Animal health and veterinary services provision through the MLFD has drawbacks (Table 5). The reality is that enforcement to control illegal practices by the Para-veterinary workers “technical assistants” have been a major problem (Silkin and Kasirye 2002). Modalities to amend a number of Acts responsible for animal health services to allow Para-veterinary workers with training and experience to offer basic veterinary services need to be reviewed, as it is inline with the government policy of privatisation of veterinary services (Kaberia 1998).  

The informal raw milk market plays a key role in providing important market outlets for the dairy goat farmers (Table 6). A similar pattern exists in the smallholder dairy cattle, driven by the demand for low cost milk and dairy products for poor consumers (Staal et al 2005) and inadequate enforcement of regulations (MLFD 2006a). It is apparent that a policy shift can mainstream the informal milk trade towards its formalisation which requires, as the dairy cattle sector shows (Staal et al 2005), concerted efforts of capacity building, standards and the respective rules and regulations. The overriding legislatory steps to safeguard the policy changes need to be enacted alongside legal provision to recognise a goat as a dairy animal and thus goat’s milk.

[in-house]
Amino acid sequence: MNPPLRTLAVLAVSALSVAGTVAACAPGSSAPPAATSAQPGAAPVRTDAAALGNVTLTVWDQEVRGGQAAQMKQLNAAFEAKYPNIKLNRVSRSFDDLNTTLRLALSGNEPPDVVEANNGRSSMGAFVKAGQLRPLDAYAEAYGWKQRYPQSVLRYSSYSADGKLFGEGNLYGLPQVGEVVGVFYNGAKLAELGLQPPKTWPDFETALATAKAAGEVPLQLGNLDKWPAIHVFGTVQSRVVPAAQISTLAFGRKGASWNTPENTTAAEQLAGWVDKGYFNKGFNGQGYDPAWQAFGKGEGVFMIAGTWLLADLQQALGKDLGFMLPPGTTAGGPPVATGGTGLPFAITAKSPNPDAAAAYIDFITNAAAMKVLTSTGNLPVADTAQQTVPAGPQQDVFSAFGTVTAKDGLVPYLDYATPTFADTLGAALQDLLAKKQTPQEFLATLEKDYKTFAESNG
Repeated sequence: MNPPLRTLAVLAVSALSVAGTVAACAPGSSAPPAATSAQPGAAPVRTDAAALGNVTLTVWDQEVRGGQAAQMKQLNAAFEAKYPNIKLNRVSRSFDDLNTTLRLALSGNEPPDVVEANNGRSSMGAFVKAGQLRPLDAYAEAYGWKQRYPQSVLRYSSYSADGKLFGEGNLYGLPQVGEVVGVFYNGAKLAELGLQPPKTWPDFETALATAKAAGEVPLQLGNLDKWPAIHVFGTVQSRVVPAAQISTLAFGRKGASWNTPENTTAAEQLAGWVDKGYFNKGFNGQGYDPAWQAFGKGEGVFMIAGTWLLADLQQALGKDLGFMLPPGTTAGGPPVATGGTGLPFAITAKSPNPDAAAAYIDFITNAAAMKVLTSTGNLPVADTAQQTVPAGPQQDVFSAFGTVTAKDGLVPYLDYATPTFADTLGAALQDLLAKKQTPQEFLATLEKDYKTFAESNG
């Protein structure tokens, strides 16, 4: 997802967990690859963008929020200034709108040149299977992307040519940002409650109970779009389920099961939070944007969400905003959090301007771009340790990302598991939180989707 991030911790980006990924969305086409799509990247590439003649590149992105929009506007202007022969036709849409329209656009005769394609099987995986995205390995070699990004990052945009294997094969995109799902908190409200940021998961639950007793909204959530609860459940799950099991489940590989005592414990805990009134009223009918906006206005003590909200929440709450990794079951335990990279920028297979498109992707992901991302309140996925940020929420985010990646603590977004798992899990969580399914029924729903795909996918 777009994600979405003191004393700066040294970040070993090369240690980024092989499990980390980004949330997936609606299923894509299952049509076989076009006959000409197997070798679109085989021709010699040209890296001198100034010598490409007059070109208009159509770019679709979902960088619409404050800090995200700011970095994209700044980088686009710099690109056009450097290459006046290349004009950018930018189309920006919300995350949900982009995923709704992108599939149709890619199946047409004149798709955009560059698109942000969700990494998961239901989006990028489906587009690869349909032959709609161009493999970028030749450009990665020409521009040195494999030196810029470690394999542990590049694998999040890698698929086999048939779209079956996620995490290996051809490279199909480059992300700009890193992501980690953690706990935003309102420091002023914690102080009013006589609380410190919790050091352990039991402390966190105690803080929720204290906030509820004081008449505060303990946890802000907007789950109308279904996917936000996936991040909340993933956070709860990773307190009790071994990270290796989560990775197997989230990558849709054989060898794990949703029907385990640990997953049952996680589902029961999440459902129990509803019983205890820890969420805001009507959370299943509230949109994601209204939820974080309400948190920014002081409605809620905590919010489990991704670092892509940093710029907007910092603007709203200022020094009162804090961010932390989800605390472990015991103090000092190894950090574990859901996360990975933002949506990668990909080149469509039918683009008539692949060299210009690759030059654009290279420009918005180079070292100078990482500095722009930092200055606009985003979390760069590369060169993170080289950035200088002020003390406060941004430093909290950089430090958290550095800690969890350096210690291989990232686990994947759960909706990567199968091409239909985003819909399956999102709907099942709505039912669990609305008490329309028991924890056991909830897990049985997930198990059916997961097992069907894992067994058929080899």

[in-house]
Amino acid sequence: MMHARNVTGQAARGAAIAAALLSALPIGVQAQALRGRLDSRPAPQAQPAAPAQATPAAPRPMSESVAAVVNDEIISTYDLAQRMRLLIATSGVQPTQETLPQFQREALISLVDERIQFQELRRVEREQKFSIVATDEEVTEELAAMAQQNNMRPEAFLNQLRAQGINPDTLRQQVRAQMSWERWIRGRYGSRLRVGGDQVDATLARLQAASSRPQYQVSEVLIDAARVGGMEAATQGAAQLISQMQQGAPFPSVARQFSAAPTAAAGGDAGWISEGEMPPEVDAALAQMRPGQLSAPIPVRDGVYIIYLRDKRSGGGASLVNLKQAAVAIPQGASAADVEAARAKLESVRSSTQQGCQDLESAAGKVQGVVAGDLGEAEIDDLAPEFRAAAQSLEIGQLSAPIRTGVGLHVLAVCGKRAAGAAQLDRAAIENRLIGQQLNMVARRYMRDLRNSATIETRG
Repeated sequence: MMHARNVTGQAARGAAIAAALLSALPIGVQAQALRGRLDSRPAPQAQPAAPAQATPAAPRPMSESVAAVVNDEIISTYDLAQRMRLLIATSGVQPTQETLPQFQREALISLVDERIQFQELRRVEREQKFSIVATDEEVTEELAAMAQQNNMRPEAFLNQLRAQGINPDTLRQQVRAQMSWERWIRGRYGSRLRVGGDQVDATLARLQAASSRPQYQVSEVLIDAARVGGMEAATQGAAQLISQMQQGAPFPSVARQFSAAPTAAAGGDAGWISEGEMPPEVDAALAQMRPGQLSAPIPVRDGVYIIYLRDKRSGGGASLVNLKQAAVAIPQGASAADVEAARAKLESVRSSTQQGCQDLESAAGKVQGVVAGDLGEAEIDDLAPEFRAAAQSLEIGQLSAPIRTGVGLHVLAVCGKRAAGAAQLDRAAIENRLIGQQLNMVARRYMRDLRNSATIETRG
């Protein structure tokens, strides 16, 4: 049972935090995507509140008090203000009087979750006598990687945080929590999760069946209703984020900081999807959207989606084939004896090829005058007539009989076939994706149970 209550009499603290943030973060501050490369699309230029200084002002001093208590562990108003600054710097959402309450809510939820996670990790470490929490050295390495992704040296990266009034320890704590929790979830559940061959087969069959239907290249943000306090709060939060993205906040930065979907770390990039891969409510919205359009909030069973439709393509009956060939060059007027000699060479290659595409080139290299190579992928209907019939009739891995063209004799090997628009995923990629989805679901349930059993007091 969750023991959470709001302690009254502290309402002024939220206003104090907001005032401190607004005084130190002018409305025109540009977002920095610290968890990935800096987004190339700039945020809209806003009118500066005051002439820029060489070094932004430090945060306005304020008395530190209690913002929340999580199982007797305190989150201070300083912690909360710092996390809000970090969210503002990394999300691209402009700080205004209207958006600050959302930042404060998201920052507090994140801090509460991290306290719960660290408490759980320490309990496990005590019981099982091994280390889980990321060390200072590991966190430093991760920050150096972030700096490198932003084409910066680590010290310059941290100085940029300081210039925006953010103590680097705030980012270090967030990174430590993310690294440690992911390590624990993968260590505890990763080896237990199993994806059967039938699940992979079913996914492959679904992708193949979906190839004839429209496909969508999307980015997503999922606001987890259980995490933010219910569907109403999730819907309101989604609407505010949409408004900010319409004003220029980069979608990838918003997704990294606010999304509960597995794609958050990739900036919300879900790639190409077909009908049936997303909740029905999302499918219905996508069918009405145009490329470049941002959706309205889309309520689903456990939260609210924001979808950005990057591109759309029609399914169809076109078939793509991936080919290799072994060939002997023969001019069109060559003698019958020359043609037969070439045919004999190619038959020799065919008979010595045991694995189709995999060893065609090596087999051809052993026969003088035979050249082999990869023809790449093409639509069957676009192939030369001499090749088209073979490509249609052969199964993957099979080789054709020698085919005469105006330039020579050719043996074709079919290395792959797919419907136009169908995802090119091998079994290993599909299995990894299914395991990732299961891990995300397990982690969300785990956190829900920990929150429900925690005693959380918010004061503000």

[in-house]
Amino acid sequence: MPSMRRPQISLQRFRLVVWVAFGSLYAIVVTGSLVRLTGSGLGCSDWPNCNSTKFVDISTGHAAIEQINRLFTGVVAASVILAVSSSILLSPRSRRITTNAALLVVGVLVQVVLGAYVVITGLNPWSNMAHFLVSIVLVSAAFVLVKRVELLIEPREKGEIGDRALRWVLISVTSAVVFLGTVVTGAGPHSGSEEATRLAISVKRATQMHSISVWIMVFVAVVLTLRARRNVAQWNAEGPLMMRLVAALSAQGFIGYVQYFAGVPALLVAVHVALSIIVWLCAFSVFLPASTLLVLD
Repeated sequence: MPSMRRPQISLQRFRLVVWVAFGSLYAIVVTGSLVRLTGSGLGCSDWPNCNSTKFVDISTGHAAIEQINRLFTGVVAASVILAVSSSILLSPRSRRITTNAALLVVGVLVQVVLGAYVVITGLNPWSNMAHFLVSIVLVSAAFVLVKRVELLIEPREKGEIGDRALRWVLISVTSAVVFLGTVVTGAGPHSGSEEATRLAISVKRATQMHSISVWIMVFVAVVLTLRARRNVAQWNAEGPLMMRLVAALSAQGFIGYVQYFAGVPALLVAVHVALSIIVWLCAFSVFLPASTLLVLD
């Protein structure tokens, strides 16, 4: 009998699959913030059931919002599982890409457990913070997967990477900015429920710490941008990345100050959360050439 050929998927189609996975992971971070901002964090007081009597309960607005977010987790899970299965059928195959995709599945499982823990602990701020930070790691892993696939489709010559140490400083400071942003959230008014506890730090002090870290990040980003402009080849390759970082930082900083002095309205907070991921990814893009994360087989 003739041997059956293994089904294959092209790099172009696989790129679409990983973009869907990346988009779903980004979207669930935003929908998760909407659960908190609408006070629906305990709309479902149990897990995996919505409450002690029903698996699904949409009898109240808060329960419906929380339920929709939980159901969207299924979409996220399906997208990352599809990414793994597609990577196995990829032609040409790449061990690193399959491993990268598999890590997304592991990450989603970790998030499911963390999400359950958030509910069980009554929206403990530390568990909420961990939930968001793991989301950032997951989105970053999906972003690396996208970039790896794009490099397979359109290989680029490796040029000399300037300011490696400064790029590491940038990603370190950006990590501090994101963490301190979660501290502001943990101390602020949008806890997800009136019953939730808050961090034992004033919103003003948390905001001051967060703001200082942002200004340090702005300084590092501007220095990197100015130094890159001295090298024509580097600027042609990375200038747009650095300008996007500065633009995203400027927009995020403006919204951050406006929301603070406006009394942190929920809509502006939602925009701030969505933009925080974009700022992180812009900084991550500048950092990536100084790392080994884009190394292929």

Local institutional arrangements  

Since institutional arrangements are more successful where the users are a socially cohesive group (Uphoff 1992), farmer groups and farmer/breeders associations are therefore well placed to foster smoother and more efficient interactions among the participating entities. With clear definition of membership, development of an organisational structure and decision on a set of operating principles that are fair and representative, dairy goat projects operate in such a way that the farmer forms the smallest unit of decision-making and activity. At this level, decisions and actions oriented towards sustainable dairy goat production are meshed with what other farmers are doing at the farmer group and at the umbrella body, the farmer/breeders association levels.